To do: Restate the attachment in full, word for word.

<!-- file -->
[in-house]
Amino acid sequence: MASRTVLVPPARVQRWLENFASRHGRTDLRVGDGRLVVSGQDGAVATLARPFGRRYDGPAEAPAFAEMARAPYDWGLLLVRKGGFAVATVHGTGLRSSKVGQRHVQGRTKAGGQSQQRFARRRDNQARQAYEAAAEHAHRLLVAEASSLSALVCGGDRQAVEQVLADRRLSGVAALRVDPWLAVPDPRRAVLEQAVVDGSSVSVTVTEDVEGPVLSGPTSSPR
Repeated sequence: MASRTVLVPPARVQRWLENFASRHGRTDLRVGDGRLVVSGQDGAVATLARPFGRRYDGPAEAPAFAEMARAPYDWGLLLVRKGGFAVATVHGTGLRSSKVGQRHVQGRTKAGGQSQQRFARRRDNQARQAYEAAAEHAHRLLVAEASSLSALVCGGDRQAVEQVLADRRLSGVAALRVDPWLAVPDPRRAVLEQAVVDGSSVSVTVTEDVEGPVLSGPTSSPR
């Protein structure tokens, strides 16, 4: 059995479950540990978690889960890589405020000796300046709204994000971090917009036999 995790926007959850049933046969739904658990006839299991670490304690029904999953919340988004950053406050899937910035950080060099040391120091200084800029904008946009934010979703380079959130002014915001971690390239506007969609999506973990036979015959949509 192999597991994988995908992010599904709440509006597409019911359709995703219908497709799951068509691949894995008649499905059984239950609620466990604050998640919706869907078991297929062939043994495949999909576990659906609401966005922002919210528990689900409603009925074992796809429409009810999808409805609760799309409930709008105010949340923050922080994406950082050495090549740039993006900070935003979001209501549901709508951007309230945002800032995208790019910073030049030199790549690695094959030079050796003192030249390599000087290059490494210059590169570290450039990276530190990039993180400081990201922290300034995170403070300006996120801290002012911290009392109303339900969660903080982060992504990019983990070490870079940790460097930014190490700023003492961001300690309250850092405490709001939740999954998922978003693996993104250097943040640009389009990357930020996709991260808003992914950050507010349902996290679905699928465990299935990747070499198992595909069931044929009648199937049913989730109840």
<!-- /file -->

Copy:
[in-house]
Amino acid sequence: MASRTVLVPPARVQRWLENFASRHGRTDLRVGDGRLVVSGQDGAVATLARPFGRRYDGPAEAPAFAEMARAPYDWGLLLVRKGGFAVATVHGTGLRSSKVGQRHVQGRTKAGGQSQQRFARRRDNQARQAYEAAAEHAHRLLVAEASSLSALVCGGDRQAVEQVLADRRLSGVAALRVDPWLAVPDPRRAVLEQAVVDGSSVSVTVTEDVEGPVLSGPTSSPR
Repeated sequence: MASRTVLVPPARVQRWLENFASRHGRTDLRVGDGRLVVSGQDGAVATLARPFGRRYDGPAEAPAFAEMARAPYDWGLLLVRKGGFAVATVHGTGLRSSKVGQRHVQGRTKAGGQSQQRFARRRDNQARQAYEAAAEHAHRLLVAEASSLSALVCGGDRQAVEQVLADRRLSGVAALRVDPWLAVPDPRRAVLEQAVVDGSSVSVTVTEDVEGPVLSGPTSSPR
């Protein structure tokens, strides 16, 4: 059995479950540990978690889960890589405020000796300046709204994000971090917009036999 995790926007959850049933046969739904658990006839299991670490304690029904999953919340988004950053406050899937910035950080060099040391120091200084800029904008946009934010979703380079959130002014915001971690390239506007969609999506973990036979015959949509 192999597991994988995908992010599904709440509006597409019911359709995703219908497709799951068509691949894995008649499905059984239950609620466990604050998640919706869907078991297929062939043994495949999909576990659906609401966005922002919210528990689900409603009925074992796809429409009810999808409805609760799309409930709008105010949340923050922080994406950082050495090549740039993006900070935003979001209501549901709508951007309230945002800032995208790019910073030049030199790549690695094959030079050796003192030249390599000087290059490494210059590169570290450039990276530190990039993180400081990201922290300034995170403070300006996120801290002012911290009392109303339900969660903080982060992504990019983990070490870079940790460097930014190490700023003492961001300690309250850092405490709001939740999954998922978003693996993104250097943040640009389009990357930020996709991260808003992914950050507010349902996290679905699928465990299935990747070499198992595909069931044929009648199937049913989730109840």